mRNA Is A Class One Carcinogen + A Broad-Spectrum Mutagen

mRNA Is A Class One Carcinogen + A Broad-Spectrum Mutagen

Professor Angus Dalgleish

Massive cancer deaths study vindicates my warnings over covid boosters.

IT IS well over a year since I first published my concerns that my patients with melanoma were relapsing after several years of being in remission. I could find none of the usual causes but on further investigation I realised that they had all had a booster covid vaccine between three weeks and three months before their cancer’s resurgence, the time in which their immune repression fails.

This was mainly against their will, most only reluctantly agreeing to it so they could travel after the misery of the lockdowns. Others gave in to the bullying of the NHS and GPs who hounded them with texts and calls (which I myself received regularly) about the importance of having a booster even though they presented no evidence that it could be beneficial. Indeed in my judgement there was none, and only ever speculative and specious. Having worked in vaccine development for a decade I remembered an adage that if a vaccine needs a booster, it doesn’t work! What concerned me too was that they were boosting against a virus that had long since left the planet so, at the very least, it would do no good but more likely do harm, inducing immune responses that would be positively harmful and enhance susceptibility to infections with other viruses/variants, as has exactly turned out to be the case. This is not merely anecdotal. …

Professor Ian Brighthope walks us through some technical stuff on classification of Carcinogens, and then asks us this question, while presenting us with the Japanese paper recently put out on Cureus about statistically significant increases in cancer after many Japanese received their THIRD mRNA Covid shot

Decide for yourselves the level of carcinogenicity that characterises mRNA.

mRNA is a class one carcinogen

Today, on behalf of my professional friends and medical colleagues, I declare the mRNA vaccines to be class one carcinogens. mRNA is also a broad-spectrum mutagen. mRNA must be banned internationally.

Ian Brighthope


Carcinogens are substances, organisms, or agents capable of causing cancer by altering the cellular, genetic, and epigenetic mechanisms within the body, leading to the transformation of normal cells into cancer cells[2][7].

These agents can be chemical substances, viruses, or even certain types of radiation therapies used to treat cancer[1]. Carcinogens may occur naturally in the environment, such as ultraviolet rays from the sun or certain viruses, or may be generated by human activities, such as automobile exhaust fumes and cigarette smoke[2].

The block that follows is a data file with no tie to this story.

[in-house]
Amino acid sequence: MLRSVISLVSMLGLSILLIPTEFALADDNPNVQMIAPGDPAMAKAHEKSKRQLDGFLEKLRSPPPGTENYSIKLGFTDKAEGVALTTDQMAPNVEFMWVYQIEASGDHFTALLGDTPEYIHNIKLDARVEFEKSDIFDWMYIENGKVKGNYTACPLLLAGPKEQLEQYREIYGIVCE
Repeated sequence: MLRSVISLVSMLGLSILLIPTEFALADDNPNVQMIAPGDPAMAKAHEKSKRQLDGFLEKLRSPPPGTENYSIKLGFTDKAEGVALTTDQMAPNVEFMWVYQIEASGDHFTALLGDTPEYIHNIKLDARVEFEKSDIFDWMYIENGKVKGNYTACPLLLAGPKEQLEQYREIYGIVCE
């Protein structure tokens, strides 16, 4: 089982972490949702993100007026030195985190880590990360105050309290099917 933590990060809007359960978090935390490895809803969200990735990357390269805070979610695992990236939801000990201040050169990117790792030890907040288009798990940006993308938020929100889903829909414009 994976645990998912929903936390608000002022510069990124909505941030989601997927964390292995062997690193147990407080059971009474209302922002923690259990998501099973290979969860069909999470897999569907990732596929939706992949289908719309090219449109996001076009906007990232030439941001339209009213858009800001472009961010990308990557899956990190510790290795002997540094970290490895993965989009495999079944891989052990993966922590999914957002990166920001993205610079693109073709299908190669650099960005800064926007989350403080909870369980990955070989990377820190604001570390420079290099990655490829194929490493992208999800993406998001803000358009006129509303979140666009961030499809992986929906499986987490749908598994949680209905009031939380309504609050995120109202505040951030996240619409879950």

The process of carcinogenicity, also known as carcinogenesis or tumour genesis, involves multiple stages where normal cells undergo a series of changes at the cellular, genetic, and epigenetic levels, resulting in abnormal cell division and the formation of cancer[16]. This process is characterized by:

1. Initiation: The first stage involves direct damage to the DNA inside of a cell by the carcinogen, leading to abnormal DNA that does not function properly. This damage can be caused by chemical substances, viruses, or radiation[1]

2. Promotion: Following DNA damage, the body attempts to repair the damaged DNA. However, sometimes the damage caused by the carcinogen interferes with the repair processes, leading to further abnormalities [16]

3. Progression: Over time, the accumulation of genetic and epigenetic alterations disrupts the normal balance between cell proliferation and programmed cell death (apoptosis), resulting in uncontrolled cell division and the evolution of cancerous cells[16].

Carcinogens do not necessarily cause cancer in every case or under all circumstances. Factors such as the amount and duration of exposure, the individual’s genetic makeup, and exposure to other environmental factors play a significant role in determining whether a person exposed to a carcinogen will ultimately develop cancer[1][5]. Moreover, not all mutations caused by carcinogens lead to cancer; only certain mutations in specific genes that regulate cell growth, apoptosis, and DNA repair may result in uncontrolled cell proliferation and cancer[16].

Carcinogens can be classified based on their mode of action into genotoxic and non-genotoxic carcinogensGenotoxic carcinogens directly interact with DNA and/or the cellular apparatus, affecting the integrity of the genome, whereas non-genotoxic carcinogens exert their effects through mechanisms that do not involve direct DNA damage[12]. The International Agency for Research on Cancer (IARC) classifies carcinogens into categories based on the strength of evidence regarding their carcinogenicity to humans, ranging from “carcinogenic to humans” (Group 1) to “not classifiable as to its carcinogenicity to humans” (Group 3)[7].

In summary, carcinogens are agents that can cause cancer through a multistep process involving the alteration of cellular and genetic mechanisms, leading to the transformation of normal cells into cancer cells. The carcinogenic potential of a substance depends on various factors, including the type of exposure, genetic predispositions, and the presence of other risk factors.

From the International Agency for Research on Cancer (IARC)

The IARC Monographs identify factors that can increase the risk of human cancer, including lifestyle factors.5-7 Interdisciplinary working groups of expert scientists review the published studies and evaluate the weight of the evidence that an agent can increase risk of cancer. Agents are then categorised as carcinogenic, probably or possibly carcinogenic, or not carcinogenic to humans, based on the strength of the evidence.